Despite lots of bathroom interruptions in the evening, I slept really well! One time when I awoke I saw a few stars! That is a first in a while!
I got up early (my neighbors we’re already watching videos), ate breakfast and headed out.
The fog thickened as I passed the Hoh Rain Forest turn off – not on this trip. After about mile 20 I smelled the ocean and soon heard the crashing waves from Hwy 101, but even at the turnout for Ruby Beach (a big descent, so I skipped it) I could only see white fog. Better than smoke, though!
At last I saw the Pacific!
I arrived at my 30-mile rode destination, Kalaloch, by 9:30am! It turns out the campground does take in hiker/bikers, so I can stay here if needed.
I had “second breakfast” and met other bikers, Bob and Rita, who were headed to the next campground also – they had reserved a site and offered to let me join them if needed.
That was all I needed to commit to another 30+ miles to Willaby Campground on Lake Quinalt.
Heres my days route
Bob and Rita have been bike touring for years, and it started when their kids were young and wanted to go to Disneyland. They decided to bike there from Seattle! They’ve been biking ever since.
As I biked inland along the Quinalt river the air turned from fog to smoke. I arrived before Bob and Rita and checked out their site. It would be possible for me to cowboy camp on a slope or in the gravely parking spot, but would not be ideal.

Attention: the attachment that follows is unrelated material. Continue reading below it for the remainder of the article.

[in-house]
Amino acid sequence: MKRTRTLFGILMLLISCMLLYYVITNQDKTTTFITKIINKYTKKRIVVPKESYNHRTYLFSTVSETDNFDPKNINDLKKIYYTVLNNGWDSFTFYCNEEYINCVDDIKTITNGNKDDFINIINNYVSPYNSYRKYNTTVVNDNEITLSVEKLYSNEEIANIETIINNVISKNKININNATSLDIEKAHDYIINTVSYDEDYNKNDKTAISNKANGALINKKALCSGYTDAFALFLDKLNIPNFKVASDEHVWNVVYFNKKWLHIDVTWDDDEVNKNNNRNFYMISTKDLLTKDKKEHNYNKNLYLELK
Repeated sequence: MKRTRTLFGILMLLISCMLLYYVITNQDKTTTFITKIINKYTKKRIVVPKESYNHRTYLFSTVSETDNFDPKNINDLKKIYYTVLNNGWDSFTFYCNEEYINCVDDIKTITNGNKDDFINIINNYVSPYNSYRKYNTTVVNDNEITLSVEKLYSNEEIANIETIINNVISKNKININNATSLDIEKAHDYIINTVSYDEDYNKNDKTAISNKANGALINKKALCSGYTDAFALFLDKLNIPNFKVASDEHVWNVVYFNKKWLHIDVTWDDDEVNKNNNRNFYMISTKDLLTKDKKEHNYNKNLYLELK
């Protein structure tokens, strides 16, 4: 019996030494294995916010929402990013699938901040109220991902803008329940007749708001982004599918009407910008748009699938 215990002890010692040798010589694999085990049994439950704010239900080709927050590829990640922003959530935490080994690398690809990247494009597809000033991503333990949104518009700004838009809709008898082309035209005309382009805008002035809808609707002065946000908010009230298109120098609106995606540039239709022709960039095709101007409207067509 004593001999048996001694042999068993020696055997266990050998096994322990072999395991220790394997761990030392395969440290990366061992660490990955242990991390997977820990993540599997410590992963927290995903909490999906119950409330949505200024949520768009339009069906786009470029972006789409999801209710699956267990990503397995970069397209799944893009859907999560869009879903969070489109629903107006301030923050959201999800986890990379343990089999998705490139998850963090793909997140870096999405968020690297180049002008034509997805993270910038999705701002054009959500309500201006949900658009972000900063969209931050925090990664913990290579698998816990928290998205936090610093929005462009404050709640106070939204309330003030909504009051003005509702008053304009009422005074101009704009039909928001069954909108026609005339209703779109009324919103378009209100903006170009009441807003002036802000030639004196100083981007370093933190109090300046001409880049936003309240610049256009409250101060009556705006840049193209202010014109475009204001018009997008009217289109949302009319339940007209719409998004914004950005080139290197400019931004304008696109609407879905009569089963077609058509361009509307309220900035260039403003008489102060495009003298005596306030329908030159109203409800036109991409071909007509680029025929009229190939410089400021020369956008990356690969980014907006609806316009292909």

There is no campground host on duty and the overflow area is for RV’s only! That just seems wrong! Thank goodness for the kindness of strangers!
While hanging out I met another couple from Seattle, Bob and Catherine, who are van camping and they offered to take me in! Here the are in front of the massive Cedar in their camp.
They reserved a lake front spot too! Sweet!
Not only that, but they are day tripping on electric bikes, so I got to recharge my electronics on their power cord
Bob and Catherine have most recently been working on building a school in tiny town at 12,000 feet elevation in north Ethiopia. Bob is a bricklayer by trade and, with the help of other volunteers, taught the locals how to quarry rock and mortar it into a building. Local eucalyptus was used for the joists. It took three years and everyone is quite pleased!
Tomorrow is another 65 mile day to Westhaven State Park in Westport, where I will again have to seek out bike friendly ranger policies or find friendly campers who will let me join them.